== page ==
As one who was in high school and college during the 1960’s, I have always had an interest in the Vietnam War. I went to two draft physicals, one in 1964 and another in 1969, but managed to avoid being drafted. I had many friends and family members who were not so lucky.
During my forty years as a history professor, I taught courses on the Vietnam War. I read many books on the subject and talked to many veterans who served in Vietnam. They too were lucky, in that they survived. I have an abiding respect for those who served and morn those who died in a senseless and wasteful episode of the Cold War. The Vietnam War was but one of a number of proxy wars fought between the two Cold War super powers.
Of the many good books on the Vietnam War, Daniel H. Weiss’ IN THAT TIME: MICHAEL O’DONNELL AND THE TRAGIC ERA OF VIETNAM (New York: Public Affairs, 2019) is the one I would recommend for the general reader who wants some understanding of the war without all the detail included in more scholarly books.
Daniel Weiss, president and CEO of the Metropolitan Museum of Art, was deeply moved by the story of Michael O’Donnell, just one of 58,220 Americans and millions of Vietnamese who lost their lives in a war that should never have happened. Weiss lets the reader know at the outset one reason why he chose to write and publish this book at this time: “I wanted to understand how a democratic government, presumably with all the best intentions and led by people who considered themselves honorable, effectively decided to sacrifice the lives of its own citizens to advance an ill-considered and poorly developed political idea. If we understand the taking of life to be the ultimate human transgression, we need to understand how such decisions are made—in this case without a substantive understanding of purpose or consequences.” Perhaps by sharing Daniel Weiss’ journey to understanding, we may be able understand why our national leaders chose during President George W. Bush’s administration to repeat that same error, taking us into the war in Afghanistan.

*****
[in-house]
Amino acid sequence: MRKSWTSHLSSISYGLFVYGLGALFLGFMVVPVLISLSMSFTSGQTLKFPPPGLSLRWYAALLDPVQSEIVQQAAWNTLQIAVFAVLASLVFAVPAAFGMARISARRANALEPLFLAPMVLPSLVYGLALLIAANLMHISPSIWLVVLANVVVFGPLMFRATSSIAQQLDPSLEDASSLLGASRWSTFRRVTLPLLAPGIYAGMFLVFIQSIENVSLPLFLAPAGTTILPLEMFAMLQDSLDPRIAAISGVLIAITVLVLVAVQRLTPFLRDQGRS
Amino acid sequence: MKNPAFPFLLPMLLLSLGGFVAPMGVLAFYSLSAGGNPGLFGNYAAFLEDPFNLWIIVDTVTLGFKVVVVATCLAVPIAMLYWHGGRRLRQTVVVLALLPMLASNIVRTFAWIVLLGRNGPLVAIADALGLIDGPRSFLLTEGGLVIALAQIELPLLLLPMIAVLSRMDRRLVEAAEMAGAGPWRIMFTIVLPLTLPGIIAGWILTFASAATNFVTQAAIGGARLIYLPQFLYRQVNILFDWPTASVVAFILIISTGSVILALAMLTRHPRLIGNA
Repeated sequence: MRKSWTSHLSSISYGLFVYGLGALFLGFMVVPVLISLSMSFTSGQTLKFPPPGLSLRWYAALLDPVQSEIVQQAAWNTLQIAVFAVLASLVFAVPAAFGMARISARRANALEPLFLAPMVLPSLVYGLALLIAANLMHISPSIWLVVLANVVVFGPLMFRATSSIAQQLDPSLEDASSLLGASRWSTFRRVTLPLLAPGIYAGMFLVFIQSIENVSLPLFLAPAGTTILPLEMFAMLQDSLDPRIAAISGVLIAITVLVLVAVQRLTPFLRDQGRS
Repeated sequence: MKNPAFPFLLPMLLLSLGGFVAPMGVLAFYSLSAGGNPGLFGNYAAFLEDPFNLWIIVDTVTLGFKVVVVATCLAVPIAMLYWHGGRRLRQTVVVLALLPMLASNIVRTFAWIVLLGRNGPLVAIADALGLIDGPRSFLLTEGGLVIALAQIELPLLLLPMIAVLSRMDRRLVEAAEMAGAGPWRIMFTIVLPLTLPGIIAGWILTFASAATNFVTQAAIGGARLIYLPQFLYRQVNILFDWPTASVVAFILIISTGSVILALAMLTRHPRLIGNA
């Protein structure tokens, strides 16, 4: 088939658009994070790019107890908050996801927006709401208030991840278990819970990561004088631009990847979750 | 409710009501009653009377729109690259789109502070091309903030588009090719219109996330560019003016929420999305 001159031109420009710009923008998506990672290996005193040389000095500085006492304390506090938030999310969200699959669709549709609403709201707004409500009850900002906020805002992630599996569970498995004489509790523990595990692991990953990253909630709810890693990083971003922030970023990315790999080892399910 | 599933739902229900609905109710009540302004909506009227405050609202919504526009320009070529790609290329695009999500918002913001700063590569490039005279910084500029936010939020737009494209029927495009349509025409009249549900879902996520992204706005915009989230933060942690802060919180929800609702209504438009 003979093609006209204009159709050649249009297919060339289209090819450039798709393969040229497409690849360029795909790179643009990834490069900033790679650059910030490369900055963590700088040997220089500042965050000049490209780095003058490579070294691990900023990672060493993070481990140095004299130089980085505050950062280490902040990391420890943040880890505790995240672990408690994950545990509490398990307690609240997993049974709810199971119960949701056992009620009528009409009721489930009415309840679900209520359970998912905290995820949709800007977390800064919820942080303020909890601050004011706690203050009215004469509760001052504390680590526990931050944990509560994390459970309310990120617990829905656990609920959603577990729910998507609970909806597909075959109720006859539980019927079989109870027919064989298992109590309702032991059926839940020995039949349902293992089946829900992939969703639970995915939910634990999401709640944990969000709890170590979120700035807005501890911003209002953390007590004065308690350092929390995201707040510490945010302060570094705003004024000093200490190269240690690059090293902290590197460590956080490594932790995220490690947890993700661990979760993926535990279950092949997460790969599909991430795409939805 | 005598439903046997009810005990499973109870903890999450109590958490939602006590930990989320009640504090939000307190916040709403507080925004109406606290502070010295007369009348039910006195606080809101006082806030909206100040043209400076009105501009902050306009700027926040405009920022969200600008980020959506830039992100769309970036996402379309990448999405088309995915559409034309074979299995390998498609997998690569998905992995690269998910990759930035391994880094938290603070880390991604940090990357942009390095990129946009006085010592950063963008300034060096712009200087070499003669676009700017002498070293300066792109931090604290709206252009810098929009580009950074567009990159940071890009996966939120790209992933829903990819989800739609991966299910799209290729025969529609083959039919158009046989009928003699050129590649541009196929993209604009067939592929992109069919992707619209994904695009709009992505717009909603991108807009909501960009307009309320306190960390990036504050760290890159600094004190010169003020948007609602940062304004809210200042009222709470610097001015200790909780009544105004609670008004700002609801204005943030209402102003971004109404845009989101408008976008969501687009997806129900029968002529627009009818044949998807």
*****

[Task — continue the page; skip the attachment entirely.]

Michael O’Donnell was piloting a helicopter on a mission in March 1970 to rescue American soldiers trapped inside Cambodia. After picking up eight, O’Donnell was ascending when his helicopter was hit by enemy fire and exploded in fireball. Because of the enemy’s strong position in the area, and the fact that “officially” American forces were not operating inside Cambodia, the remains of O’Donnell and those who died with him remained in the jungle where they died until January 1998, when they were finally recovered and returned to the United States for burial.
Weiss does an admirable job of communicating the tragedy, not only of O’Donnell’s death and those who died with him, but of that whole era in American history. This is a book that should be read by everyone who desires some real insight into that era. I especially recommend it to those of us who were in high school and college during the sixties and still wonder why it all happened.
After reading IN THAT TIME, I recommend for those wishing further insight two additional books on the Vietnam War: James Wright’s ENDURING VIETNAM: AN AMERICAN GENERATION AND ITS WAR (New York: St Martin’s Press, 2017) and Christian G. Appy’s PATRIOTS: THE VIETNAM WAR REMEMBERED FROM ALL SIDES (New York: Viking, 2003).
Until next time be good to call God’s creation and always walk under the mercy.